Subjective ratings of fatigue.  Three VAS were presented to the subjects (scored 0–20) with bi-polar points of: fresh/tired, clear headed/muzzy headed and very alert/very drowsy. Subjects used a computer mouse to position a cursor at some point between the anchor points to reflect their current level of fatigue. Because of the finding that the data from each of the scales was almost identical, a mean score out of 20 was obtained using the three scales to give an overall fatigue rating, 0 = very fresh and 20 = very tired.

Simple reaction time task.  This task required subjects to press a button on a computer keypad as quickly as possible when a yellow circle (diameter 3 cm) changed colour to red as it slowly moved around a computer screen. Subjects were instructed to concentrate on both speed and accuracy of response. The task duration was 2 min with 40 circle colour changes. The minimum interstimulus interval was set at 2 s with a maximum response time of 1 s. Mean response latency (MRL) of correct responses (ms) and missed responses (maximum of 40) were collected and stored on computer.

Mackworth clock vigilance task.  Subjects were presented with a circle of 25 dots on a computer screen. Each dot flashed in a clockwise sequence. When a dot flash was omitted, subjects were required to press a response button as quickly as possible. Subjects were instructed to concentrate on both speed and accuracy of response. The task was 10 min in duration, flashes lasted 500 ms and 10 flashes (trials) were omitted. The minimum interstimulus interval, which varied randomly, was 45 s and the maximum response time was set at 10 s after which time a missed response was recorded. For the pre- and postnap testing, the vigilance task was shortened to 5 min duration with five flashes omitted, but all other parameters were as outlined above. Response latency in milliseconds (ms) for each correct individual trial and the number of missed responses were collected and stored on computer.

Actigraphy and sleep diaries

Actigraphy was used in conjunction with subjective sleep diaries to obtain data on the subjects' sleep patterns continuously throughout the course of the study. In addition, actigraphy data were used to corroborate the subjective reports on nap sleep length and also to confirm that the subjects did not sleep under the control condition. Actigraphy was not used for analysis of the quality of any sleep periods less than 1 h in duration such as the workplace nap, because current software is only designed to analyse the quality of sleep periods greater than 1 h long.

Each subject wore an AW64 Actiwatch (Minimitter™, Mini Mitter Co. Inc., Bend, OR, USA) on their non-dominant wrist from commencement to completion of participation in the study. The actiwatch consists of a small water resistant box (28 × 25 × 11 mm) containing a battery powered accelerometer. This device monitors the occurrence and degree of motion and stores the information as activity counts per epoch. An epoch length of 1 min was used and the counts were downloaded via a wireless connection with a PC computer using Actiware-Sleep Version 3.00™ software (Mini Mitter Co. Inc.). An algorithm, set at medium sensitivity, automatically scored each epoch as either ‘sleep’ or ‘awake’. The subjective sleep diaries kept by the engineers throughout the course of the study were used to verify that the sleep periods signalled by the actiwatch were in fact periods of sleep or attempted sleep and were not periods of inactive behaviour such as reading a book. Although discrepancies were rare, sleep periods apparent on the actiwatch data were only counted as sleep and analysed further if the subject reported sleeping or attempting to sleep during that period.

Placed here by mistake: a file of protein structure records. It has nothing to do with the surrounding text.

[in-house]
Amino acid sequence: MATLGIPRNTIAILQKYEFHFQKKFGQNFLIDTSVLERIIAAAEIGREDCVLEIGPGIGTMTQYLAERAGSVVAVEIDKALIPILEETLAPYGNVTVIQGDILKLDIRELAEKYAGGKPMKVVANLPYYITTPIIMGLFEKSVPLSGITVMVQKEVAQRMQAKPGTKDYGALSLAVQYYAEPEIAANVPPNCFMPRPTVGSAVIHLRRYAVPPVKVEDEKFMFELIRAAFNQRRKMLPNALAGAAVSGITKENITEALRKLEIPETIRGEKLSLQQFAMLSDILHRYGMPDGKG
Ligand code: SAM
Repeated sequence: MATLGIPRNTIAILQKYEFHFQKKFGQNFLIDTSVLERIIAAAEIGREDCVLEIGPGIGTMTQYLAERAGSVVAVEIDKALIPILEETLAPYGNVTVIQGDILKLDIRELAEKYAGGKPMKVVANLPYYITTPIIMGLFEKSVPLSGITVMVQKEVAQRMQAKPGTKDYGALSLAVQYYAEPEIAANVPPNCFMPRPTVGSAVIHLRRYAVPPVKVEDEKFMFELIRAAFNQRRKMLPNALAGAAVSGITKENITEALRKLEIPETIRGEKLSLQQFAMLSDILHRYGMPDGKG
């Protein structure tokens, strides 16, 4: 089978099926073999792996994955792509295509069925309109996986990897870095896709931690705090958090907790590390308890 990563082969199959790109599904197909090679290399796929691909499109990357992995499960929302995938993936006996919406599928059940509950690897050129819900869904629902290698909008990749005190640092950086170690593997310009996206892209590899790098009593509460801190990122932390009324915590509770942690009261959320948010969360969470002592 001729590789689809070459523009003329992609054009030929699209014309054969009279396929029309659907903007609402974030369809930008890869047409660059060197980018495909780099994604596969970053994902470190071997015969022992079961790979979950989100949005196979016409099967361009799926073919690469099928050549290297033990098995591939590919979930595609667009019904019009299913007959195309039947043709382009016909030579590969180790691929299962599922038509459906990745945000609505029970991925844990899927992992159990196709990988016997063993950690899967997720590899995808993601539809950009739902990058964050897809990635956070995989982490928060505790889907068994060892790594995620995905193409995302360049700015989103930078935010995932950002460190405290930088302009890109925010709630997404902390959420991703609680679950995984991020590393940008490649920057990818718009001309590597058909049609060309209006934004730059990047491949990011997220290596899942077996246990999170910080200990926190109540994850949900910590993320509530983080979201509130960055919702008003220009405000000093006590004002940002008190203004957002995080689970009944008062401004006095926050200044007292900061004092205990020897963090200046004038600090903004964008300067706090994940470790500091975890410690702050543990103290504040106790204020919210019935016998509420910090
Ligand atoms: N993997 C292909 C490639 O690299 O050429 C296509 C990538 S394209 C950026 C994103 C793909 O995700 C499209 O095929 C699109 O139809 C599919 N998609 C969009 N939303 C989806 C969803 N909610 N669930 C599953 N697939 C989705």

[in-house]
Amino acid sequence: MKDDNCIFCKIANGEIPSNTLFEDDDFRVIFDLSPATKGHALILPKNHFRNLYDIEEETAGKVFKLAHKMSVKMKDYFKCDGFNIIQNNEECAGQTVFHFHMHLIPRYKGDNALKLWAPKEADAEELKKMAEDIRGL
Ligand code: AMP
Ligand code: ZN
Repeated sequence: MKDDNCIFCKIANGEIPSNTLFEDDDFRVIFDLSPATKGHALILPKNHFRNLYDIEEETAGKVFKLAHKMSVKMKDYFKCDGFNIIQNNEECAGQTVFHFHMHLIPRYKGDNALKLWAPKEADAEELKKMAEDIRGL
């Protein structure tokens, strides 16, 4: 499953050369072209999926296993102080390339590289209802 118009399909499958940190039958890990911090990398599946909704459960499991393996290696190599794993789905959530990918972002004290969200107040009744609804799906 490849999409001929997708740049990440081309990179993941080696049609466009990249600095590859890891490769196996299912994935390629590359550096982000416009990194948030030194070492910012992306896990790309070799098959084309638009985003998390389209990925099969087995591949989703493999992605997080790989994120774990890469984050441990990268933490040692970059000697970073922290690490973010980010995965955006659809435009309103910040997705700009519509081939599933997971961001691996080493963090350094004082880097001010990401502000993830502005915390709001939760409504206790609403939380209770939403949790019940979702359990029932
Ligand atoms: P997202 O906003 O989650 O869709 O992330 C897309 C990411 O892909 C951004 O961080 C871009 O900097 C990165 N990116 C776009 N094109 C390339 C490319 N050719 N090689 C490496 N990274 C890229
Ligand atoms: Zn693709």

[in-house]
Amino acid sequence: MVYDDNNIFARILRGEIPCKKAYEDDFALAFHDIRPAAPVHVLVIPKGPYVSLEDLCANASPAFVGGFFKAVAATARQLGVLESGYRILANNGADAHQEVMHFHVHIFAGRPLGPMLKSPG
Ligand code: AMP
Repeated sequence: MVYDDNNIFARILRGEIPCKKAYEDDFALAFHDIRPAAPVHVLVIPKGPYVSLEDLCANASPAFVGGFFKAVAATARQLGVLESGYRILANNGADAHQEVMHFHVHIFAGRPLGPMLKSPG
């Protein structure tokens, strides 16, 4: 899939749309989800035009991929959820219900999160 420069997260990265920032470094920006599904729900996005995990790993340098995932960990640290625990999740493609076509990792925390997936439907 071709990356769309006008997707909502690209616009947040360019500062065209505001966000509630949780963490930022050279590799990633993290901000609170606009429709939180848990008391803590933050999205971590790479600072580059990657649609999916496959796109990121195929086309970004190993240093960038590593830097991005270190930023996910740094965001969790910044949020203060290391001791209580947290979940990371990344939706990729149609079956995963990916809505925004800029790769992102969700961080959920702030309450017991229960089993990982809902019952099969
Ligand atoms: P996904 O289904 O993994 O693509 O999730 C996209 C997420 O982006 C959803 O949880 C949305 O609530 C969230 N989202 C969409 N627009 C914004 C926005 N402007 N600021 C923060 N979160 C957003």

Sleep measures relevant to this study were total sleep duration (h) and a movement and fragmentation index (%). Both of these measures were calculated for the day sleep periods following the control night shifts and the night shifts containing the naps. These were used to examine the impact of the workplace nap on subsequent sleep. Total sleep duration represented the amount of time between sleep start and sleep end that was scored as sleep according to the Actiware-Sleep algorithm and verified as attempted sleep by the subjective sleep diaries. The movement and fragmentation index gives an indication of the level of restlessness and thereby quality that occurs during a particular sleep period. This was calculated by summing the percentage of assumed sleep time spent moving with the percentage of immobile phases that were 1 min in duration for each sleep period.

In addition, the duration of wakefulness (h) prior to the performance and alertness tests being carried out at the end of the night shifts under both conditions was obtained. This was calculated as the mean difference in hours between the time of sleep end from the main sleep period (>4 h duration) on the day of the anticipated night shift and the time of the test session carried out at the end of that night shift (07:00 h).

Data analyses